If you can identify any of these six factors in the deer of your area, chances are you’ll experience a prolonged rut.
According to former University of Mississippi professor Harry Jacobson, some late-breeding (or lack thereof) appears to be genetically linked and not easily altered.
In Mississippi, for example, deer normally don’t start breeding until November. Even when Jacobson transported Michigan deer to Mississippi, the Northern subspecies maintained its October and November breeding dates. Meanwhile, Mississippi does continued to breed in late December and January when moved to Michigan. Crossbred offspring of Michigan and Mississippi deer bred over the entire range of both parents.
2. Abundant Nutrition
On Northern range, no single factor is likely more influential than nutrition in determining a doe’s rate of sexual maturity and the timing of her breeding. Interestingly, both excellent and poor nutrition might account for some late-breeding and a prolonged rut.
3. Nutritional Shortage
Inadequate nutrition invariably leads to delayed sexual maturity, limited breeding among doe fawns, and a high incidence of barren yearlings, as well as low productivity and slightly delayed estrus onset among mature does.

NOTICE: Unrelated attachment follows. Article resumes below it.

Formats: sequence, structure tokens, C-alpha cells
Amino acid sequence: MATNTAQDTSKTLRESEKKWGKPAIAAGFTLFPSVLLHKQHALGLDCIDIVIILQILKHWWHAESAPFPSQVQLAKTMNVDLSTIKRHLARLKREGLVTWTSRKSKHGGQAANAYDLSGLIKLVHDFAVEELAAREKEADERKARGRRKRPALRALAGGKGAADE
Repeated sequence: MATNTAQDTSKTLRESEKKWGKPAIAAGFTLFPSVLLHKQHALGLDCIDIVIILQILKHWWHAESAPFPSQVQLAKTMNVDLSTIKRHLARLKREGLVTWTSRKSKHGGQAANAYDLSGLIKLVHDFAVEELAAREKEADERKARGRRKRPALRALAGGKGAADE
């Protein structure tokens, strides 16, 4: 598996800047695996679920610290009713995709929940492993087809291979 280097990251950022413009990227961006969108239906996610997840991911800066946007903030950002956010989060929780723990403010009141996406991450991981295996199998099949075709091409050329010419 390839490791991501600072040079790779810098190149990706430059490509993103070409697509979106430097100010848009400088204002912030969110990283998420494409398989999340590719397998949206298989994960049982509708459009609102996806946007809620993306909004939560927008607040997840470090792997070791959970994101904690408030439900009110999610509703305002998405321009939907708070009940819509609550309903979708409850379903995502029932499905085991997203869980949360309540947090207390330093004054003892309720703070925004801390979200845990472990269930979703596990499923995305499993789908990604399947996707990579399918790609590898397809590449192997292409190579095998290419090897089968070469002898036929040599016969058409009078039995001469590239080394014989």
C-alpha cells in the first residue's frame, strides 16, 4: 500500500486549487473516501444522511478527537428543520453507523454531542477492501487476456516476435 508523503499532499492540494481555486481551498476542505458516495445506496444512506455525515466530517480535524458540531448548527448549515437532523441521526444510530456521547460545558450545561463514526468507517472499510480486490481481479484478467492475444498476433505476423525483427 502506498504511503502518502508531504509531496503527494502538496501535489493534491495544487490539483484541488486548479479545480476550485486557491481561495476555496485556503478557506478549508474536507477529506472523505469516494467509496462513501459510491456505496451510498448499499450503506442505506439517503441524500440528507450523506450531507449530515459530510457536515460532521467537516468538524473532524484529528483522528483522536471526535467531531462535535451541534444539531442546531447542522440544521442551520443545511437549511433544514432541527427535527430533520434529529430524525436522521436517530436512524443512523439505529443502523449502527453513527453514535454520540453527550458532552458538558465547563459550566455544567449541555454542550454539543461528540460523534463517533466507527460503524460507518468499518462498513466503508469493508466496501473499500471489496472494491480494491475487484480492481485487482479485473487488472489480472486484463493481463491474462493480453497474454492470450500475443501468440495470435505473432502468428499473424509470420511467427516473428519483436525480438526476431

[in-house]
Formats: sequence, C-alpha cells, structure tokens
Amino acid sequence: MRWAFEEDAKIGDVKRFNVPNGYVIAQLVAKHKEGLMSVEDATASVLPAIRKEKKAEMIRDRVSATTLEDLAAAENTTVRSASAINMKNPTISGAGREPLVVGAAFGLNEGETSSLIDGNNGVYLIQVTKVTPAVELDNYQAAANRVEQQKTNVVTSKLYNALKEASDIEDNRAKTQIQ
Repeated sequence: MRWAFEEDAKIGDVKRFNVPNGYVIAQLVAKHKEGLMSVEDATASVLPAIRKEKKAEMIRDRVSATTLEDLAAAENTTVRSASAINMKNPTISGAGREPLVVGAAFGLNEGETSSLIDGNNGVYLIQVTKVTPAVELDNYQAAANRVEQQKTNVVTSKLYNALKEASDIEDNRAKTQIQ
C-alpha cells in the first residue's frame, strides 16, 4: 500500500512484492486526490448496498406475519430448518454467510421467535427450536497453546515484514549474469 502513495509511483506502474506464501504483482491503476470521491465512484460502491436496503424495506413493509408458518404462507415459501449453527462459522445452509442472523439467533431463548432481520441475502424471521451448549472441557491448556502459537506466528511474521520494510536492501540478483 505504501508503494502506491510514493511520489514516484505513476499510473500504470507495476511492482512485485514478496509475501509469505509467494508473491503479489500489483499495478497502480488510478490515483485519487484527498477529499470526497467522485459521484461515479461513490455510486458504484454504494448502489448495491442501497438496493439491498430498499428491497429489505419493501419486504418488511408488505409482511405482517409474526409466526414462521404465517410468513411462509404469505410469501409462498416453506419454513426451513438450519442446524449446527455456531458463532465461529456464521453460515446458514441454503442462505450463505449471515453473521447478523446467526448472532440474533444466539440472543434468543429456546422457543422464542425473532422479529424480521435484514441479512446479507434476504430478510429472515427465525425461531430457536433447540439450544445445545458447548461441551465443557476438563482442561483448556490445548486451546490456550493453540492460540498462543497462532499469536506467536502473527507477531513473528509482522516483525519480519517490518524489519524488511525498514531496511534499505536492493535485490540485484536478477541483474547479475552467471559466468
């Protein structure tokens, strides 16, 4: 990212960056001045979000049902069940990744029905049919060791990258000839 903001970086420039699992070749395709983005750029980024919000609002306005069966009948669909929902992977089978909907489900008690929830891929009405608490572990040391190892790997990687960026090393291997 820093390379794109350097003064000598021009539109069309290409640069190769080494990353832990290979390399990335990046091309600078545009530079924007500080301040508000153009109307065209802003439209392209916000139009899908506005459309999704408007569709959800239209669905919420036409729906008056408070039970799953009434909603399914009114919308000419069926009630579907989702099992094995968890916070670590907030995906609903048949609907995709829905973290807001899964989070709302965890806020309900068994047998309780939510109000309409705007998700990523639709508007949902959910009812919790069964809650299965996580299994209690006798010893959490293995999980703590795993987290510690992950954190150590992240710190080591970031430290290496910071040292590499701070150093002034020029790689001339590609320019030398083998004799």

4. Density Stress
Based upon the breeding records of more than 500 supplementally-fed does, most (70 percent) does 3½ years of age and older raised in the square-mile Cusino enclosure bred between Nov. 8 and Nov. 23, annually. Ninety-four percent of them bred during November. They maintained this strict breeding schedule regardless of herd density or buck age structure — even with more than four does per buck, or when all bucks were of yearling age. Only 4 percent bred during December or later.
5. Maternal Domination
Later studies suggested late breeding among young does was due to behavioral subordination that caused certain hormonal imbalances leading to their delayed onset of estrus.
For example, we found significant differences when we compared the breeding dates of 2½-year-old does that successfully raised fawns versus those of the same age that did not raise fawns.
Buck-doe interactions or excitation (i.e., biostimulation), or lack thereof, might also be important in determining the time of doe breeding. Studies with penned deer at Cusino, for example, showed that unnatural confinement of does with a rutting buck advanced average breeding dates by as much as 10 days.